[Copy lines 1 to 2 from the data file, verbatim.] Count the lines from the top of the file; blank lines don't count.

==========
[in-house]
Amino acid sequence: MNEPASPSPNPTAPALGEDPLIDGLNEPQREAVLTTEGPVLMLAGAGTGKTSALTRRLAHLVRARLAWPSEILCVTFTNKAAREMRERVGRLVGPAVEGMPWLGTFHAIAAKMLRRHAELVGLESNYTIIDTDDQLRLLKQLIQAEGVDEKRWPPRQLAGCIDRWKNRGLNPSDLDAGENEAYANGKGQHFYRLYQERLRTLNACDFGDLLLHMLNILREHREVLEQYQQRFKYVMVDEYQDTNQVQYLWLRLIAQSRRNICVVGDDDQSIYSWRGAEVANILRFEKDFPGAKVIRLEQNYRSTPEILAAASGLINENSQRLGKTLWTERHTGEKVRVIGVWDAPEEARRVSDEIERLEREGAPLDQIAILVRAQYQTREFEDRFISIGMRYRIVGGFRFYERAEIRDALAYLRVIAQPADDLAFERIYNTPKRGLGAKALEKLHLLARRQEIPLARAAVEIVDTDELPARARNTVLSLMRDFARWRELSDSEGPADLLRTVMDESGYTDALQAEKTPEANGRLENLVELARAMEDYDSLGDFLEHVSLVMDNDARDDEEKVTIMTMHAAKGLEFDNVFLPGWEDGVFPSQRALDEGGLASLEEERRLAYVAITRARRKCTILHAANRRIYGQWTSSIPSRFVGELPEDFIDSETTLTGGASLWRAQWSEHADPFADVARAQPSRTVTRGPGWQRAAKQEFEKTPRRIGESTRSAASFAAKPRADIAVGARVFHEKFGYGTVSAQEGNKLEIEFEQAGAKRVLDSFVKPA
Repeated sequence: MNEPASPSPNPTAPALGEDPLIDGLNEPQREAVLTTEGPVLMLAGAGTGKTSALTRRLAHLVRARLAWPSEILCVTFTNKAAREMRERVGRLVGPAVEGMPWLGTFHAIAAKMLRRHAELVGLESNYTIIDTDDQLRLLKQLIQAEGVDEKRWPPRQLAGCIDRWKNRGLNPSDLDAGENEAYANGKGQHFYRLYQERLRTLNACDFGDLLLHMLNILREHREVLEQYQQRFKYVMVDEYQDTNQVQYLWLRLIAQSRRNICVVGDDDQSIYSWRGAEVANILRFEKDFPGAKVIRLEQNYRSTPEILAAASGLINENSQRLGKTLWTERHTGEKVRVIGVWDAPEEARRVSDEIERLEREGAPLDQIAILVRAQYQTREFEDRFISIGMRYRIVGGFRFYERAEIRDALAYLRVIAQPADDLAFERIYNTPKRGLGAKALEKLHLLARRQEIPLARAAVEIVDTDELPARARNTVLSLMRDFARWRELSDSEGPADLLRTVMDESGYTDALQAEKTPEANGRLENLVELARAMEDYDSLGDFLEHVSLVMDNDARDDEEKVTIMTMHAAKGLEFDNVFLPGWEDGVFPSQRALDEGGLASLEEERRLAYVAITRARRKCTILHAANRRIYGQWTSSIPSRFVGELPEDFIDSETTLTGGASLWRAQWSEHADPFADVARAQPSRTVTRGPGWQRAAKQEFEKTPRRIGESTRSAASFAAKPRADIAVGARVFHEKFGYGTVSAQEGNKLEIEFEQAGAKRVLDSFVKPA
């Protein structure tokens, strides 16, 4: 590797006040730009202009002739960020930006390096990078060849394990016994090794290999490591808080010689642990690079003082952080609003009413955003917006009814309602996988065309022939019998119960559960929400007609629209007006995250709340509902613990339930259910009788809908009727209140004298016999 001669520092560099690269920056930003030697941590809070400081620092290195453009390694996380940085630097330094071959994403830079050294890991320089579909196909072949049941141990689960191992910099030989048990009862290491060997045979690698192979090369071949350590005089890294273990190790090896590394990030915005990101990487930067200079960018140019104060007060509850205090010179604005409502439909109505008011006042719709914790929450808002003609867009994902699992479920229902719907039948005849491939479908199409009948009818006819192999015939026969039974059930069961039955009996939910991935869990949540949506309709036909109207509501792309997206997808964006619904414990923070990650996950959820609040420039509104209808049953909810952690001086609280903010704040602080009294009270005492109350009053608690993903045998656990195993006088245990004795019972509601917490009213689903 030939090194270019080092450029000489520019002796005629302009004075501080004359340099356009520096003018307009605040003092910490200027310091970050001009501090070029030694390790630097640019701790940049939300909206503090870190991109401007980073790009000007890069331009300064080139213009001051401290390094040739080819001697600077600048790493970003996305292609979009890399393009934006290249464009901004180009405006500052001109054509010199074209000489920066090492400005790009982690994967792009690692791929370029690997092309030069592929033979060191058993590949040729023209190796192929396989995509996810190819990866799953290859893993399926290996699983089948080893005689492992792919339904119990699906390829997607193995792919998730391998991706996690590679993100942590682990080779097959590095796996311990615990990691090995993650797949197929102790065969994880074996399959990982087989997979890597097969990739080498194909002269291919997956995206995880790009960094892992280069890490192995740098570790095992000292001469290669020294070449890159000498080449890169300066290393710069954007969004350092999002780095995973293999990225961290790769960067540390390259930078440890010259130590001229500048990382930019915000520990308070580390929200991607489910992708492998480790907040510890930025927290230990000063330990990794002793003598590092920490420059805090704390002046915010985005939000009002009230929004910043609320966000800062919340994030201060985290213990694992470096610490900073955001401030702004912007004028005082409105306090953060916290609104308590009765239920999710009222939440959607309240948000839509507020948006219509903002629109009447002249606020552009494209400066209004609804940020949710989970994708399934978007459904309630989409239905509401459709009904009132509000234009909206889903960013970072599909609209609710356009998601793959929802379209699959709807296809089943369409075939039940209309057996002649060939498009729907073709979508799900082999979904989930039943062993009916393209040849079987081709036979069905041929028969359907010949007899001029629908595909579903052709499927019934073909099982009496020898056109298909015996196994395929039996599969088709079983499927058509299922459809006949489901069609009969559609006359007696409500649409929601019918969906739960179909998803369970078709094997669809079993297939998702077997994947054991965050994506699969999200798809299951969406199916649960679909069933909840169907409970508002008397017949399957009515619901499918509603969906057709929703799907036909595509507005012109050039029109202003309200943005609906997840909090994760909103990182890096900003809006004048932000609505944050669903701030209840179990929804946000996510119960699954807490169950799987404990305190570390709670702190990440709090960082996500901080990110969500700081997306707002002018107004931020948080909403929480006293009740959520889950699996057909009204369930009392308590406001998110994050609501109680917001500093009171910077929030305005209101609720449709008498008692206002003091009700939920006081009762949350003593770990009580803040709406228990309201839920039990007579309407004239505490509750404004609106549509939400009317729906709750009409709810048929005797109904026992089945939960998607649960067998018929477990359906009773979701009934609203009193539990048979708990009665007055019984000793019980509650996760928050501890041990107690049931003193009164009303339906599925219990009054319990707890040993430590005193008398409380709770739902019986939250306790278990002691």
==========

[in-house]
Amino acid sequence: MNEPASPSPNPTAPALGEDPLIDGLNEPQREAVLTTEGPVLMLAGAGTGKTSALTRRLAHLVRARLAWPSEILCVTFTNKAAREMRERVGRLVGPAVEGMPWLGTFHAIAAKMLRRHAELVGLESNYTIIDTDDQLRLLKQLIQAEGVDEKRWPPRQLAGCIDRWKNRGLNPSDLDAGENEAYANGKGQHFYRLYQERLRTLNACDFGDLLLHMLNILREHREVLEQYQQRFKYVMVDEYQDTNQVQYLWLRLIAQSRRNICVVGDDDQSIYSWRGAEVANILRFEKDFPGAKVIRLEQNYRSTPEILAAASGLINENSQRLGKTLWTERHTGEKVRVIGVWDAPEEARRVSDEIERLEREGAPLDQIAILVRAQYQTREFEDRFISIGMRYRIVGGFRFYERAEIRDALAYLRVIAQPADDLAFERIYNTPKRGLGAKALEKLHLLARRQEIPLARAAVEIVDTDELPARARNTVLSLMRDFARWRELSDSEGPADLLRTVMDESGYTDALQAEKTPEANGRLENLVELARAMEDYDSLGDFLEHVSLVMDNDARDDEEKVTIMTMHAAKGLEFDNVFLPGWEDGVFPSQRALDEGGLASLEEERRLAYVAITRARRKCTILHAANRRIYGQWTSSIPSRFVGELPEDFIDSETTLTGGASLWRAQWSEHADPFADVARAQPSRTVTRGPGWQRAAKQEFEKTPRRIGESTRSAASFAAKPRADIAVGARVFHEKFGYGTVSAQEGNKLEIEFEQAGAKRVLDSFVKPA